Make Your Own Career #1: Freelancing

Over the course of November I’m freelancing at Bath Spa University running a series of events on enterprising career paths.

Bath Spa University has a vested interest in supporting enterprising students for several key reasons:

  • They have a higher than average number of students in self-employment 6 months after graduation (12-14% compared to nationally 5-6% according to DLHE data).
  • Like a lot of Arts Schools they have a lot of degree programmes that lead up to the creative industries as a sector, which is increasingly ‘precarious’ and dominated by contracting, portfolio working, and freelancers (hence the high rates of self-employment).
  • Student interest in entrepreneurship of all forms continues to swell year on year with more seeing it as a viable career pathway.

So this autumn we have a 3-part series on different strands of enterprising careers, starting with Freelancing. The essential structure of the event is one or more workshops led by experts plus good Q&A opportunities for the students to engage and network. The events are supplemented by great resources on the BathSparks web-page (locked inside the Bath Spa intranet – sorry!) and further prompts and tools shared via social media.

For this event I enlisted a couple of real experts in starting out and managing a freelance career: Philiy Page of Creative Women International and Helen Forsyth of Find a Creative Pro whose shared insights and advice I’ve tried to summarise below:

Be a Brand.

As an emerging freelancer its difficult to stand out and establish credibility – you may have little professional work to shout about. You need to think like a brand and establish yourself as a leader in your field – can you establish credibility and leadership by developing and recording personal projects, volunteering your services to charities, critiquing others, writing reviews, or curating good content?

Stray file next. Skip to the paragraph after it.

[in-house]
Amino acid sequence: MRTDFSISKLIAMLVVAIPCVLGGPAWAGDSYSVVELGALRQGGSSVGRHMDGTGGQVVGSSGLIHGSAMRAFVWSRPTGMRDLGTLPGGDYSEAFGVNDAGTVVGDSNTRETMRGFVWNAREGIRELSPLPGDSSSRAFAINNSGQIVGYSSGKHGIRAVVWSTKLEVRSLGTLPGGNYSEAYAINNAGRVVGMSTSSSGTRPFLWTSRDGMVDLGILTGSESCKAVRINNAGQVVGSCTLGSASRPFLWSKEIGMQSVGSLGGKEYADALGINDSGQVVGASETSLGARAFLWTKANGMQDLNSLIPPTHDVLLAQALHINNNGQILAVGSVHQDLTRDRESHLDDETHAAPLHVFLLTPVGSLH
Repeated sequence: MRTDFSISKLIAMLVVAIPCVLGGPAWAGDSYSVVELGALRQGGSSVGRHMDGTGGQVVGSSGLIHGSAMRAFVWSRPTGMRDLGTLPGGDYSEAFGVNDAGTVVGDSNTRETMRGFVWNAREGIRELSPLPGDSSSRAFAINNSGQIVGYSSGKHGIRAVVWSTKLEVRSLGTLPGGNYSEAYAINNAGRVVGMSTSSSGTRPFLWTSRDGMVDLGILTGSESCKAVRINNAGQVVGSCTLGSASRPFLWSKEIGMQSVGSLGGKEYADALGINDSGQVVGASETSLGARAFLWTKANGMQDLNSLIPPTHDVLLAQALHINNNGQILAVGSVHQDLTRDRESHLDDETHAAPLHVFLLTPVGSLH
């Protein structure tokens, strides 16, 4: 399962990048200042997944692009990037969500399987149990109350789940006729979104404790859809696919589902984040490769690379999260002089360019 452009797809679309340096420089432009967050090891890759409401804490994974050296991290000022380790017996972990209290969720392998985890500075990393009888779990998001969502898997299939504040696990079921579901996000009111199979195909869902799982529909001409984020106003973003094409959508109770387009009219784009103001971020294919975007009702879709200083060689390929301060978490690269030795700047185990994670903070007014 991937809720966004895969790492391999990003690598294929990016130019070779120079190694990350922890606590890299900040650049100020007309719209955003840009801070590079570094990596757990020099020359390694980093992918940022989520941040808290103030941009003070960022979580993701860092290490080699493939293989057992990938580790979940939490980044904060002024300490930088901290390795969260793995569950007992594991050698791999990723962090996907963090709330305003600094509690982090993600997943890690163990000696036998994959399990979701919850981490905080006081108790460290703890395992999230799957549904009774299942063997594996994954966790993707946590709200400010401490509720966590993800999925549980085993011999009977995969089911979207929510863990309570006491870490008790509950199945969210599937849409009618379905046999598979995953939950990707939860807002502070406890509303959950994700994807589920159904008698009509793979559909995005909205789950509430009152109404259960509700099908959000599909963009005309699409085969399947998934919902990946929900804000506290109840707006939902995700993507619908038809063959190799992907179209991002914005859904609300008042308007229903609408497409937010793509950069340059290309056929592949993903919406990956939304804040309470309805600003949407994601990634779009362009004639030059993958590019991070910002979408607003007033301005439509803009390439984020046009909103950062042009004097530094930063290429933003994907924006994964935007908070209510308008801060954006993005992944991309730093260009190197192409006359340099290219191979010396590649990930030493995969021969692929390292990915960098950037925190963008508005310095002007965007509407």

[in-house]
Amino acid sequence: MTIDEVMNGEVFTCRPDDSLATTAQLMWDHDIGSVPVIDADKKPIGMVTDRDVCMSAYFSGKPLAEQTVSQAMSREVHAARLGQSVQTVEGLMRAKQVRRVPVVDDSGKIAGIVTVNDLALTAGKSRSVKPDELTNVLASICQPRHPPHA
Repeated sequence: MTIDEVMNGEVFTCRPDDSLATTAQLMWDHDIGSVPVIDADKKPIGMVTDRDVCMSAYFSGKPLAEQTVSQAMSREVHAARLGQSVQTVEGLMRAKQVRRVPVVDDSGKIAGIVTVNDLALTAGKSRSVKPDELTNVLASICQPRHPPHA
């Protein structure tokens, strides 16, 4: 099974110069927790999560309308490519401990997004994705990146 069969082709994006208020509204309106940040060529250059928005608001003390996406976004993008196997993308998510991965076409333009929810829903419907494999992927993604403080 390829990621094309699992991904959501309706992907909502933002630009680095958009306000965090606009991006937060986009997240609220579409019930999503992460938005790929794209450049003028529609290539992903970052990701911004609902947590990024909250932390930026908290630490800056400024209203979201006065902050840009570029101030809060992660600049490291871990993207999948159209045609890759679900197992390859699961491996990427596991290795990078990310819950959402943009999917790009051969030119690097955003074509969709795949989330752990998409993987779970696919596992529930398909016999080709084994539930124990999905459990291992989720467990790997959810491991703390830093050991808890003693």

The Banana Test.

You will need to hone how you pitch what it is you do – and the value that you can provide for a client. Can you articulate your pitch written on a banana? If it doesn’t fit onto the banana it is too long!

Mastermind Groups.

It really helps at the early stages to have some peer support, can you gather some people going through the same process as you to kick ideas around with you and share experiences?

Six Degrees of Separation.

Supposedly we’re all connected by just six connections (according to LinkedIn I know someone who knows someone who does in fact know Kevin Bacon) – make the most of your own networks and those of your friends to identify dream clients.

Brief well.

Managing expectations is critical for freelance work – do you and your client actually understand the outcomes and process that you’ve agreed to? Is there any chance of misunderstanding and confusion? Be clear about outcomes, timelines, costs, processes, and communications.

Get a contract EVERY time.

Contracts set down those expectations and clarify agreements in case of future dispute. Whilst it might feel extreme even a simple contract can make a world of difference, and its professional! Even casual work for friends should be bound by contract, just in case.

Communicate professionally.

Pick the right methods (email, phone, face to face) and try not to find yourself communicating by snap-chat in the small hours of the morning, or via Facebook where clients can also see your holiday photos. Be professional and set the tone. Tools like Slack and Basecamp can be good options.

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